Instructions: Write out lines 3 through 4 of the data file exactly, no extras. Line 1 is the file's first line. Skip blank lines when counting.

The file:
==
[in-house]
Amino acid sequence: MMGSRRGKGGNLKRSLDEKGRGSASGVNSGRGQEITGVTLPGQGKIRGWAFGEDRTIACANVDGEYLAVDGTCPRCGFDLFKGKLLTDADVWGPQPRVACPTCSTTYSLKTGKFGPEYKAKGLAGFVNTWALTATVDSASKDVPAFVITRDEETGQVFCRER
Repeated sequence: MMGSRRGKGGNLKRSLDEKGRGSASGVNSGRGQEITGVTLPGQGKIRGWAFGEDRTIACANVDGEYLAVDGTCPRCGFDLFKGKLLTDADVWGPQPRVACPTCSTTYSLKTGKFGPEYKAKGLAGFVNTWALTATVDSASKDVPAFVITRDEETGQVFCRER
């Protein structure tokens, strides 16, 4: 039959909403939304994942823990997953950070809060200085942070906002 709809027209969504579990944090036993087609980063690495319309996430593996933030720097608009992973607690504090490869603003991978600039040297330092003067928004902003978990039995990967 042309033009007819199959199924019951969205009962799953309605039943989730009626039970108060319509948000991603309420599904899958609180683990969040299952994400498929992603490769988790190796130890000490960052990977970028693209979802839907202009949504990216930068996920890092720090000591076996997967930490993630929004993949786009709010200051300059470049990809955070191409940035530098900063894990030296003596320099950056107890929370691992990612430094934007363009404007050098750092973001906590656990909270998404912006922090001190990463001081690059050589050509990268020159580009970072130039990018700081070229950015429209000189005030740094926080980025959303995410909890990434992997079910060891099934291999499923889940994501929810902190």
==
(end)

Repeated sequence: MMGSRRGKGGNLKRSLDEKGRGSASGVNSGRGQEITGVTLPGQGKIRGWAFGEDRTIACANVDGEYLAVDGTCPRCGFDLFKGKLLTDADVWGPQPRVACPTCSTTYSLKTGKFGPEYKAKGLAGFVNTWALTATVDSASKDVPAFVITRDEETGQVFCRER
């Protein structure tokens, strides 16, 4: 039959909403939304994942823990997953950070809060200085942070906002 709809027209969504579990944090036993087609980063690495319309996430593996933030720097608009992973607690504090490869603003991978600039040297330092003067928004902003978990039995990967 042309033009007819199959199924019951969205009962799953309605039943989730009626039970108060319509948000991603309420599904899958609180683990969040299952994400498929992603490769988790190796130890000490960052990977970028693209979802839907202009949504990216930068996920890092720090000591076996997967930490993630929004993949786009709010200051300059470049990809955070191409940035530098900063894990030296003596320099950056107890929370691992990612430094934007363009404007050098750092973001906590656990909270998404912006922090001190990463001081690059050589050509990268020159580009970072130039990018700081070229950015429209000189005030740094926080980025959303995410909890990434992997079910060891099934291999499923889940994501929810902190």